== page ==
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Weekend at Bernie's

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Weekend at Bernie's
Theatrical release poster
Directed byTed Kotcheff
Written byRobert Klane
Produced byVictor Drai
CinematographyFrançois Protat
Edited byJoan E. Chapman
Music byAndy Summers
Distributed by20th Century Fox[2]
Release date
  • July 5, 1989 (1989-07-05)
Running time
97 minutes[2]
CountryUnited States
Budget$15 million[3]
Box office$30.2 million[2]

Weekend at Bernie's is a 1989 American dark comedy film directed by Ted Kotcheff, written by Robert Klane, and starring Andrew McCarthy, Jonathan Silverman, Catherine Mary Stewart, and Terry Kiser. It tells the story of two young insurance corporation employees who discover that their boss Bernie is dead after arriving at his house in The Hamptons. While attempting to convince people that Bernie is still alive until they can leave to prevent them from being falsely suspected for causing his death, they discover that Bernie had in fact ordered their killing to cover up his embezzlement. Weekend at Bernie's grossed $30 million on a $15 million budget.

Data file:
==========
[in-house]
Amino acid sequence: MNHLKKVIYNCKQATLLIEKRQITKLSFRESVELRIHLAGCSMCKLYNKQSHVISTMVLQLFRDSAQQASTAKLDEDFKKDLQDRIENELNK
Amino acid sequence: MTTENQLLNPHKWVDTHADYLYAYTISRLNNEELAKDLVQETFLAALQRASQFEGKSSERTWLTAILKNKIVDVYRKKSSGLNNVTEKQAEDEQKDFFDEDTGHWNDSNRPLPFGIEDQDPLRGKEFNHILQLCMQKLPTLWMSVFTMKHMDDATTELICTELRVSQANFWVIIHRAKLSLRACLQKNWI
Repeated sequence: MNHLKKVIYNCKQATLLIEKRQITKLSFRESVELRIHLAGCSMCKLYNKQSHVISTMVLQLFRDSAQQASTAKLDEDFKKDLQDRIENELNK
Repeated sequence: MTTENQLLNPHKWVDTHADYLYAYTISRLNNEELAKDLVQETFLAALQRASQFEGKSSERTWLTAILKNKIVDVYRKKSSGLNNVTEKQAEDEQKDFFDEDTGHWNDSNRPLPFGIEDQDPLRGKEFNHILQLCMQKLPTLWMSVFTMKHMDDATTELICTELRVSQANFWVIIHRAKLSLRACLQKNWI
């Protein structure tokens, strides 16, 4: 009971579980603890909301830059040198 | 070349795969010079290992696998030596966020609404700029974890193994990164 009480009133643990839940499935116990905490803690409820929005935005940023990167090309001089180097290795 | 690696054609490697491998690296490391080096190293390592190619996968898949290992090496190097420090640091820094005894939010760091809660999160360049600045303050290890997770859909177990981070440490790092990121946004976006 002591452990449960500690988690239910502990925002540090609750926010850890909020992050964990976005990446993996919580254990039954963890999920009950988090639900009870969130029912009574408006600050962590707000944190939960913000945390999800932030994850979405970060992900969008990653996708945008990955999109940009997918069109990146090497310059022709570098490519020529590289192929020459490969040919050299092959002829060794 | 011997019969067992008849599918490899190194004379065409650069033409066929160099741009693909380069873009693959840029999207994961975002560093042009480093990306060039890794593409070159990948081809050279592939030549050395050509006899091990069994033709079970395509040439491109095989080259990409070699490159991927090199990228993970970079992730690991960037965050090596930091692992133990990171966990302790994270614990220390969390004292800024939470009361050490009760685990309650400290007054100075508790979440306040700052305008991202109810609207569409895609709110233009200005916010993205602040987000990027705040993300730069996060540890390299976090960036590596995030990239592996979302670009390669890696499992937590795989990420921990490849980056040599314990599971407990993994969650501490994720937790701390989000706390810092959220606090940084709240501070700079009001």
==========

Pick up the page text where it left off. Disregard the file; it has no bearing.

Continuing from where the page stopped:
The film's success inspired the sequel Weekend at Bernie's II, released in 1993.


Larry Wilson and Richard Parker are two low-level financial employees at an insurance company in New York City. While going over actuarial reports, Richard discovers a series of payments made for the same death. He and Larry take their findings to the CEO, the wealthy and hedonistic Bernie Lomax, who commends them for discovering the insurance fraud and invites them to his beach house in The Hamptons for the Labor Day weekend. Unbeknownst to the pair, Bernie is behind the fraud. Nervously meeting with his mob partner Vito, Bernie asks to have the two killed to cover up the discovery. After Bernie leaves, Vito orders that Bernie himself be killed for sleeping with Vito's girlfriend Tina.